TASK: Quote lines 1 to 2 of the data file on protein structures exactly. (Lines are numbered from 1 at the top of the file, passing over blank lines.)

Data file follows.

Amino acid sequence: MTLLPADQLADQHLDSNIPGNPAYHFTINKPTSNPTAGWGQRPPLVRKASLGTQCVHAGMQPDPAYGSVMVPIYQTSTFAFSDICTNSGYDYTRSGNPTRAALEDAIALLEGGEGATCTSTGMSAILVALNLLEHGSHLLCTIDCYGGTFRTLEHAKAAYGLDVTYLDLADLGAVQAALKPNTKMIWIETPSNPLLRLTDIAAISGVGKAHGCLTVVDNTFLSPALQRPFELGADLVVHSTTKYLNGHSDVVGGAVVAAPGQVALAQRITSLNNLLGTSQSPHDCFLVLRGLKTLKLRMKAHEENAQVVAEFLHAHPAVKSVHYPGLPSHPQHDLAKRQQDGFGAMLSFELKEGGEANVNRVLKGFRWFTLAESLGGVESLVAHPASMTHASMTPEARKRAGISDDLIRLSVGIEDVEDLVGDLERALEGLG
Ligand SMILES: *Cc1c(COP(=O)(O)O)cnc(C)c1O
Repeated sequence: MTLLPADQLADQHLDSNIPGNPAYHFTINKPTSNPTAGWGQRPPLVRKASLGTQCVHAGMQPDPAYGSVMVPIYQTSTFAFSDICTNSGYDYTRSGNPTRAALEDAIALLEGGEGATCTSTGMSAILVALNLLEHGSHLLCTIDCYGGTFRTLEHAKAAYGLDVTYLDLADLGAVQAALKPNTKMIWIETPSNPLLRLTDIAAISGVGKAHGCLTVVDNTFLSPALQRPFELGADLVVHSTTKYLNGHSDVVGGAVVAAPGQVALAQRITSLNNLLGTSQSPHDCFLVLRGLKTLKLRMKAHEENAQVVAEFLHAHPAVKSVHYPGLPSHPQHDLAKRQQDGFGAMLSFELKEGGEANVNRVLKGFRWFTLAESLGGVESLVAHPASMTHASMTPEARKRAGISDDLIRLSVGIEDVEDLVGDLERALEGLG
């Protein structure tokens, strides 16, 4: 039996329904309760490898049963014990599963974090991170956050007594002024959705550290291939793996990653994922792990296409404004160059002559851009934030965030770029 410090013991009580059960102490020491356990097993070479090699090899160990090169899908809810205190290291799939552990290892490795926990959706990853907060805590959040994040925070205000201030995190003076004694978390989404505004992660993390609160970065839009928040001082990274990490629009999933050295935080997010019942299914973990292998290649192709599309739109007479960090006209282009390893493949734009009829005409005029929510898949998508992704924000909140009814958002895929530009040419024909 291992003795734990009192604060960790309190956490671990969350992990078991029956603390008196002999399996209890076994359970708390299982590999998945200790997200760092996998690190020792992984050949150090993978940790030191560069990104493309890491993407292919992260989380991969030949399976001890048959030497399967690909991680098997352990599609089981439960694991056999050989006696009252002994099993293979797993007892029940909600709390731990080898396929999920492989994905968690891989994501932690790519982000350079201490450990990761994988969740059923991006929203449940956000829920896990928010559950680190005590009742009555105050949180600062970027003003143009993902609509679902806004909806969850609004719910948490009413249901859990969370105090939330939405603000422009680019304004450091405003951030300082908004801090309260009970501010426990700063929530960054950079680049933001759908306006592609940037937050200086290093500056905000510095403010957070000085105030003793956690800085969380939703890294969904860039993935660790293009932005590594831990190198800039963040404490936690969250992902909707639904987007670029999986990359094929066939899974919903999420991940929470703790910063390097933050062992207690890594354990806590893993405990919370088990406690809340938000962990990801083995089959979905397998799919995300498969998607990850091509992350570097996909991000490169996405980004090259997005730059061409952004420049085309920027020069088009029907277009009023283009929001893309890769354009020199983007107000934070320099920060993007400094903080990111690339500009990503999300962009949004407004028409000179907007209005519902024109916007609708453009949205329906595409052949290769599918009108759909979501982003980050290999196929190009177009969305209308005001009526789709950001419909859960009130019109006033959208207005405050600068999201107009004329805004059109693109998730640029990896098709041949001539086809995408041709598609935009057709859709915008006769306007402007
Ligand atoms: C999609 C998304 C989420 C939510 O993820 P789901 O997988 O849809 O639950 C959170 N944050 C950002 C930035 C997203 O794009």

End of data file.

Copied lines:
Amino acid sequence: MTLLPADQLADQHLDSNIPGNPAYHFTINKPTSNPTAGWGQRPPLVRKASLGTQCVHAGMQPDPAYGSVMVPIYQTSTFAFSDICTNSGYDYTRSGNPTRAALEDAIALLEGGEGATCTSTGMSAILVALNLLEHGSHLLCTIDCYGGTFRTLEHAKAAYGLDVTYLDLADLGAVQAALKPNTKMIWIETPSNPLLRLTDIAAISGVGKAHGCLTVVDNTFLSPALQRPFELGADLVVHSTTKYLNGHSDVVGGAVVAAPGQVALAQRITSLNNLLGTSQSPHDCFLVLRGLKTLKLRMKAHEENAQVVAEFLHAHPAVKSVHYPGLPSHPQHDLAKRQQDGFGAMLSFELKEGGEANVNRVLKGFRWFTLAESLGGVESLVAHPASMTHASMTPEARKRAGISDDLIRLSVGIEDVEDLVGDLERALEGLG
Ligand SMILES: *Cc1c(COP(=O)(O)O)cnc(C)c1O